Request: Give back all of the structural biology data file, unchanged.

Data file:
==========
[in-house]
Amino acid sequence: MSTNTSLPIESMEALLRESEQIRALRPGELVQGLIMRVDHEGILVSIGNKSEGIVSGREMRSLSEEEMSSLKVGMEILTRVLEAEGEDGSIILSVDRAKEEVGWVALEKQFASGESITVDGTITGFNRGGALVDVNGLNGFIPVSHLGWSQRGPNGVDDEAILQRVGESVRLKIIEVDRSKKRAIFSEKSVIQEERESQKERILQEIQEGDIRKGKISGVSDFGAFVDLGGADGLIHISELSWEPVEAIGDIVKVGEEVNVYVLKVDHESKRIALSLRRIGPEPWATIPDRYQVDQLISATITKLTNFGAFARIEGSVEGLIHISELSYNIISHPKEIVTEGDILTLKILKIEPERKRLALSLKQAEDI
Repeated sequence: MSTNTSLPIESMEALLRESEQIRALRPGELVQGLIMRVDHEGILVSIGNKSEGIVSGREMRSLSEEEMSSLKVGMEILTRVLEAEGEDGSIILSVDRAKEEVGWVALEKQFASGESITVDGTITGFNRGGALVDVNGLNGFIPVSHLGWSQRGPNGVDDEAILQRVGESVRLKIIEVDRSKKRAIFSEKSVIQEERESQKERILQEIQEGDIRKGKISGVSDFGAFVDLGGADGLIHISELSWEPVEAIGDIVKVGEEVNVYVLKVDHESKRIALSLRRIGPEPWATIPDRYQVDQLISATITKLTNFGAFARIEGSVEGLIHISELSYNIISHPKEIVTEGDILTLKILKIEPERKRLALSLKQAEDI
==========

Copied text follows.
[in-house]
Amino acid sequence: MSTNTSLPIESMEALLRESEQIRALRPGELVQGLIMRVDHEGILVSIGNKSEGIVSGREMRSLSEEEMSSLKVGMEILTRVLEAEGEDGSIILSVDRAKEEVGWVALEKQFASGESITVDGTITGFNRGGALVDVNGLNGFIPVSHLGWSQRGPNGVDDEAILQRVGESVRLKIIEVDRSKKRAIFSEKSVIQEERESQKERILQEIQEGDIRKGKISGVSDFGAFVDLGGADGLIHISELSWEPVEAIGDIVKVGEEVNVYVLKVDHESKRIALSLRRIGPEPWATIPDRYQVDQLISATITKLTNFGAFARIEGSVEGLIHISELSYNIISHPKEIVTEGDILTLKILKIEPERKRLALSLKQAEDI
Repeated sequence: MSTNTSLPIESMEALLRESEQIRALRPGELVQGLIMRVDHEGILVSIGNKSEGIVSGREMRSLSEEEMSSLKVGMEILTRVLEAEGEDGSIILSVDRAKEEVGWVALEKQFASGESITVDGTITGFNRGGALVDVNGLNGFIPVSHLGWSQRGPNGVDDEAILQRVGESVRLKIIEVDRSKKRAIFSEKSVIQEERESQKERILQEIQEGDIRKGKISGVSDFGAFVDLGGADGLIHISELSWEPVEAIGDIVKVGEEVNVYVLKVDHESKRIALSLRRIGPEPWATIPDRYQVDQLISATITKLTNFGAFARIEGSVEGLIHISELSYNIISHPKEIVTEGDILTLKILKIEPERKRLALSLKQAEDI